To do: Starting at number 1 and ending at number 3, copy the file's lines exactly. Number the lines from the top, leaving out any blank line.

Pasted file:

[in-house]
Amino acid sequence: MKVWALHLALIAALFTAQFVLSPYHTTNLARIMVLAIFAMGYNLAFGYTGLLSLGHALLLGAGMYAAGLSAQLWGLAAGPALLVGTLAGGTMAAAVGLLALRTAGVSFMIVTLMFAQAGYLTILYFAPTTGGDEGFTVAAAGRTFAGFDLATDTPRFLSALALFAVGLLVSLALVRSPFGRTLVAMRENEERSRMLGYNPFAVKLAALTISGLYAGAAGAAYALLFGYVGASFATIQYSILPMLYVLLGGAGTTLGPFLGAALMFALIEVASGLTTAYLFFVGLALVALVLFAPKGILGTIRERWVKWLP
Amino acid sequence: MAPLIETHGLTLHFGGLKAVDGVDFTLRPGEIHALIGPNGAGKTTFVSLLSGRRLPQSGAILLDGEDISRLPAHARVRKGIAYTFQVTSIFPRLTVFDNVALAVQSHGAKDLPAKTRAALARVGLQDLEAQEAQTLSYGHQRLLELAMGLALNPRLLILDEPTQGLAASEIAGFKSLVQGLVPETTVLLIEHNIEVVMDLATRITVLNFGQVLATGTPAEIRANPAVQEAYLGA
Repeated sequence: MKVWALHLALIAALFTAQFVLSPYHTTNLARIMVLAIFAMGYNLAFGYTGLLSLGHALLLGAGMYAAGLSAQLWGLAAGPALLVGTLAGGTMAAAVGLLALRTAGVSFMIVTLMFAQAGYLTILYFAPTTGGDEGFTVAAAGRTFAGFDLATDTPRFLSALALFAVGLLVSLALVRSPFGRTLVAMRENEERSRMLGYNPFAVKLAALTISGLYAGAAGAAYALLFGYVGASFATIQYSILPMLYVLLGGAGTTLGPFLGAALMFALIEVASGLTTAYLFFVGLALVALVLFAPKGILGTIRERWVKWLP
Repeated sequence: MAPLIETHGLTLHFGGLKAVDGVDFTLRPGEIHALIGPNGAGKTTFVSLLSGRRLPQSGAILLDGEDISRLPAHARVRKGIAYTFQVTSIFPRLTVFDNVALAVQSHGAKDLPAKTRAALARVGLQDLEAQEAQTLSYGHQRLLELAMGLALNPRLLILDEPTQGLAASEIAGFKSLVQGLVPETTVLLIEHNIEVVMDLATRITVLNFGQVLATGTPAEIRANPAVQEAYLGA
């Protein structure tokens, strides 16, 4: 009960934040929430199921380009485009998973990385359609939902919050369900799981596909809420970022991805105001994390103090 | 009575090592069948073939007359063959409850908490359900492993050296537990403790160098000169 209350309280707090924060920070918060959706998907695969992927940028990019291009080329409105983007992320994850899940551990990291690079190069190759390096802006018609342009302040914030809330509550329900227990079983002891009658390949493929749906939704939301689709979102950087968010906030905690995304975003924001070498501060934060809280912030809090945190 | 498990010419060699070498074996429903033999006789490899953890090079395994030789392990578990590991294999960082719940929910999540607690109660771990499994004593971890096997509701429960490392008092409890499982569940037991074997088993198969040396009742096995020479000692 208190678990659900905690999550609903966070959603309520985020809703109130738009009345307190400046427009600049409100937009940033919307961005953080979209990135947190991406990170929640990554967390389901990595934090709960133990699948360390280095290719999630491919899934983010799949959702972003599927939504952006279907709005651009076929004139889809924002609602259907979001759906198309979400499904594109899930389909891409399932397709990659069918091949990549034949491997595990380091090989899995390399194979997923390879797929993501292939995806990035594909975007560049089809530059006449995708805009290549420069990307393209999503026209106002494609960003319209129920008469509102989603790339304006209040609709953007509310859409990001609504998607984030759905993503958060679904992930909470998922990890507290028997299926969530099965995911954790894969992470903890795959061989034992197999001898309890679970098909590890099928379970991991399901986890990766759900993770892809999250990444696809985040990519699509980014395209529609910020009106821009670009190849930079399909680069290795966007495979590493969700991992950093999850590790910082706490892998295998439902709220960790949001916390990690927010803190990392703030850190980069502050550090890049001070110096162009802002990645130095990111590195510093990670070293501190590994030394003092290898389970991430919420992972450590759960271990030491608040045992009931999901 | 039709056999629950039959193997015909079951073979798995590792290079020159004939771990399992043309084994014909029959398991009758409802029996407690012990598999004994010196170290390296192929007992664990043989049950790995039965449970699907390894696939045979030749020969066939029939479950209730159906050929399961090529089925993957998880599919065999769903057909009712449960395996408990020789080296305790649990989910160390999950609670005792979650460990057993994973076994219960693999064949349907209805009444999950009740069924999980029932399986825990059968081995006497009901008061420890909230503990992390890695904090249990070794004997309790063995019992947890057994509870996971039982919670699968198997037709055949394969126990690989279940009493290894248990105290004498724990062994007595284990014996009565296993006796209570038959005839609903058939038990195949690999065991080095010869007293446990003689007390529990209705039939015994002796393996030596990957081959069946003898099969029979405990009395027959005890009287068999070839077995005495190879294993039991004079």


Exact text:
[in-house]
Amino acid sequence: MKVWALHLALIAALFTAQFVLSPYHTTNLARIMVLAIFAMGYNLAFGYTGLLSLGHALLLGAGMYAAGLSAQLWGLAAGPALLVGTLAGGTMAAAVGLLALRTAGVSFMIVTLMFAQAGYLTILYFAPTTGGDEGFTVAAAGRTFAGFDLATDTPRFLSALALFAVGLLVSLALVRSPFGRTLVAMRENEERSRMLGYNPFAVKLAALTISGLYAGAAGAAYALLFGYVGASFATIQYSILPMLYVLLGGAGTTLGPFLGAALMFALIEVASGLTTAYLFFVGLALVALVLFAPKGILGTIRERWVKWLP
Amino acid sequence: MAPLIETHGLTLHFGGLKAVDGVDFTLRPGEIHALIGPNGAGKTTFVSLLSGRRLPQSGAILLDGEDISRLPAHARVRKGIAYTFQVTSIFPRLTVFDNVALAVQSHGAKDLPAKTRAALARVGLQDLEAQEAQTLSYGHQRLLELAMGLALNPRLLILDEPTQGLAASEIAGFKSLVQGLVPETTVLLIEHNIEVVMDLATRITVLNFGQVLATGTPAEIRANPAVQEAYLGA